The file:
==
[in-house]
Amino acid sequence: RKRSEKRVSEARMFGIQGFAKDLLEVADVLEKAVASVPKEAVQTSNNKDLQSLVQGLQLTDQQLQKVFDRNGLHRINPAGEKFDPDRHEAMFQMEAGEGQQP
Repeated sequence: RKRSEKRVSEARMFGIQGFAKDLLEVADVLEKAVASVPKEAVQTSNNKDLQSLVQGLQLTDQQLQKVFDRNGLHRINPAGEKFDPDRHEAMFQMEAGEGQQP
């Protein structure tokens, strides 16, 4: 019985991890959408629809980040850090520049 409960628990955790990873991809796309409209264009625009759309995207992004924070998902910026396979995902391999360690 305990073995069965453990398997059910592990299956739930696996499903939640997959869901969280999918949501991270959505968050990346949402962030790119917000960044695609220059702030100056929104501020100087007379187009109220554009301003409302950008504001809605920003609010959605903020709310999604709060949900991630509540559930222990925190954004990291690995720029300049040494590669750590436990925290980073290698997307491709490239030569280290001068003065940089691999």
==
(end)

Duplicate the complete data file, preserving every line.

[in-house]
Amino acid sequence: RKRSEKRVSEARMFGIQGFAKDLLEVADVLEKAVASVPKEAVQTSNNKDLQSLVQGLQLTDQQLQKVFDRNGLHRINPAGEKFDPDRHEAMFQMEAGEGQQP
Repeated sequence: RKRSEKRVSEARMFGIQGFAKDLLEVADVLEKAVASVPKEAVQTSNNKDLQSLVQGLQLTDQQLQKVFDRNGLHRINPAGEKFDPDRHEAMFQMEAGEGQQP
């Protein structure tokens, strides 16, 4: 019985991890959408629809980040850090520049 409960628990955790990873991809796309409209264009625009759309995207992004924070998902910026396979995902391999360690 305990073995069965453990398997059910592990299956739930696996499903939640997959869901969280999918949501991270959505968050990346949402962030790119917000960044695609220059702030100056929104501020100087007379187009109220554009301003409302950008504001809605920003609010959605903020709310999604709060949900991630509540559930222990925190954004990291690995720029300049040494590669750590436990925290980073290698997307491709490239030569280290001068003065940089691999």